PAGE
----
Ever flip on over the CNBC and watch their stock picking experts talk about chartology? It's the process of looking at a graphical depiction of a stock or market performance and making “educated” guesses about where the market (or a particular equity) is going based on the statistical data that represents the chart's graphical display. It's not perfect, but it's something a lot of Wall Street types get really excited over, and it's probably something you've run into if you've spent more than 10 minutes with a stock broker who wanted to pitch you on his or her latest and greatest stock idea. Well, here's a chart that most 3rd graders could make a prediction off, and it's not good news for the buy and hold folks. It's the historical data for the Dow Jone Industry Average, the index of the largest publicly traded companies in America (read: where the “low risk” blue chips call home).
The immediate take away should be the plateaus and very strong increases that the Dow has historically pulled off. The second take away should be that the Dow typically sits relatively stagnant for a little over 20 years in between those rallies (and we're currently about 10 years into Dow Jones nothing-ness).
So, does this mean abandon hope for the stock market? Not entirely (of course) but it means don't buy the hype around that magical 8+% return you hear quoted so often by Financial Media no-nothings and stock jockeys. On top of that, if you are looking at your retirement horizon and mulling over how much money you should be saving based on certain assumed rates of returns you should plan accordingly. And when we say plan accordingly, we mean plunking money in your 401k isn't going to work like it did in the 90's (that ship sailed).
Additionally, those die hards over at Camp Pam did some math a year ago and determined that in order to realize a 5% annual return since the Dow first hit 11,000 (not far from where it sits today) in 1999 (no that's not a typo) the Dow would need to be at roughly 27,000 today (actually, this was done a year ago, so it would need to be higher than that). And in order to get the magical 8% that all citizens of the United States are guaranteed (wink) the Dow would need to be north of 34,000 right now.
So, since that earth shattering (and record breaking) moment, the DJIA has basically gone no where…and it's been right around 12 years. And every year we tick on it's only going to get worse from a rate of return perspective (meaning we'll need more than 27,000 to get to at least 5%). Also interesting to note, the numbers were calculated in a vacuum assuming no fees or taxes were paid (yikes!). So when reality comes into play, the actual rate of return isn't just flat, it's negative.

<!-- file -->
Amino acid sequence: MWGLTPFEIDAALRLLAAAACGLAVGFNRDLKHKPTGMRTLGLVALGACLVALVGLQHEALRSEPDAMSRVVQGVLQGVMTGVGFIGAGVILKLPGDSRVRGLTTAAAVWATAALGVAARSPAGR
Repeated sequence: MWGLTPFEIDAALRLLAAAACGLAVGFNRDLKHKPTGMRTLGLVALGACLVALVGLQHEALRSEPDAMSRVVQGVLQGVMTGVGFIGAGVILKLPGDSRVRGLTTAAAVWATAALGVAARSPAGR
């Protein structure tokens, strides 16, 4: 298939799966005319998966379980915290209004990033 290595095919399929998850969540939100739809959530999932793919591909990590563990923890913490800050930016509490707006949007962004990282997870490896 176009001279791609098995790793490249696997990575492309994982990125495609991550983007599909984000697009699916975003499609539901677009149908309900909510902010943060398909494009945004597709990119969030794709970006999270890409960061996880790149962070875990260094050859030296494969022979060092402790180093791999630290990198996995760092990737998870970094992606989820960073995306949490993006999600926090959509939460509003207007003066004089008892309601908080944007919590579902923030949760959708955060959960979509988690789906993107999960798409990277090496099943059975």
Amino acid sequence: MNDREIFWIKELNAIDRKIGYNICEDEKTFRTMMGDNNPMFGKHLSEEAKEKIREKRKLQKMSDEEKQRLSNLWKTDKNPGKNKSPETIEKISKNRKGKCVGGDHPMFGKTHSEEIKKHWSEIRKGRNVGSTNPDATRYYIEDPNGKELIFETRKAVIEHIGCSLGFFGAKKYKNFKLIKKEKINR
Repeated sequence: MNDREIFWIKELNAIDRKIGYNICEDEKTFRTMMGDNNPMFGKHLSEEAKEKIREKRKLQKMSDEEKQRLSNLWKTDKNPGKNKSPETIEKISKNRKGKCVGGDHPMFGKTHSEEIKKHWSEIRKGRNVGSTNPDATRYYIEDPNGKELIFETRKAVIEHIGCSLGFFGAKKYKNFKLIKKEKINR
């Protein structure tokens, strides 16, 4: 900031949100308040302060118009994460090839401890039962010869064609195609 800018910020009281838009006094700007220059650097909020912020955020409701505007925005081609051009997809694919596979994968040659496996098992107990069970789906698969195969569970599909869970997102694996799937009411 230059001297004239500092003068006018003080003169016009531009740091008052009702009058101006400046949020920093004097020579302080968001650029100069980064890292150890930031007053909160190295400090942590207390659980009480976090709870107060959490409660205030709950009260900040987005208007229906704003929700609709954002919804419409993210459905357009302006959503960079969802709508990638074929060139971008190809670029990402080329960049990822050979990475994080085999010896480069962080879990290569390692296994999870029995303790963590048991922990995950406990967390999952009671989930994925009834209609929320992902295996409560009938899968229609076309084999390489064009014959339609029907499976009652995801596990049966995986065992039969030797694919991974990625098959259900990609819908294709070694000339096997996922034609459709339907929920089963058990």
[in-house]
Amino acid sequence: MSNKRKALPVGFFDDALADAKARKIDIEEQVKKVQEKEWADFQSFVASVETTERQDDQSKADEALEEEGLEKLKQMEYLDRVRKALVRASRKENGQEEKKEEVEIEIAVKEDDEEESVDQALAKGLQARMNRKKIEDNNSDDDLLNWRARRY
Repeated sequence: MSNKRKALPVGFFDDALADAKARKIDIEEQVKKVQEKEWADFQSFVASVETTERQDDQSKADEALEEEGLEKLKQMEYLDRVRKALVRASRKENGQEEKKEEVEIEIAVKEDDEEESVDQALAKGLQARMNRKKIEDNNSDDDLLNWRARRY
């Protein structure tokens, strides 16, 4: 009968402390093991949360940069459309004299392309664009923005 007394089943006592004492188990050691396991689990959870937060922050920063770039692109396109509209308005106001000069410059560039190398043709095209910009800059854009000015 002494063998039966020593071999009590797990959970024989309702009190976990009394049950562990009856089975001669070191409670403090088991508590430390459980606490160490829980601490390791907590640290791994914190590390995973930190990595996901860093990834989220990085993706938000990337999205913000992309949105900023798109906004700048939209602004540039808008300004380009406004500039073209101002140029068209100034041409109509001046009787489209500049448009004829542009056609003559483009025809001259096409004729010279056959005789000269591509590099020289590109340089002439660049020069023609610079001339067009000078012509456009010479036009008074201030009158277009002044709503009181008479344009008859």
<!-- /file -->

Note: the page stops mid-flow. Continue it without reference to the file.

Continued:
There's more to this story that we'll likely revisit time and again and continue to pick apart. Chief among the numerous side comments is the notion that most stock market booms where preceded by some major innovation. The Post Depression (and Post War) era was marked by reconstruction and huge labor projects that rallied optimism (not to mention changed the landscape–literally–of the United States). Then, in the 80's we had the advent of the personal computer when Steve Jobs brought personal computing mainstream and ignited the largest economic boom we've ever known.
What's the next big thing that will boost us 27,000?
Or maybe it's time to fix all of those roads and bridges?
Whatever it is, it has to spur enterprise; simply growing the economy isn't enough (see myth #4).
While it isn't fun to be a naysayer and cast a dubious cloud over the DJIA or any major index in the United States. It's financially prudent to keep in mind what we've preached for some time now, and make it a part of your everyday life moving forward. Treat stocks like the white specs we used to see at the top of the old USDA Food Guide Pyramid, USE SPARINGLY.
Brandon launched the Insurance Pro Blog in July of 2011 as a project to de-mystify the life insurance industry. A specialist in the design and application of life insurance cash accumulation features, Brandon is one of the foremost authorities on the subject of coordinating life insurance cash values in a financial plan.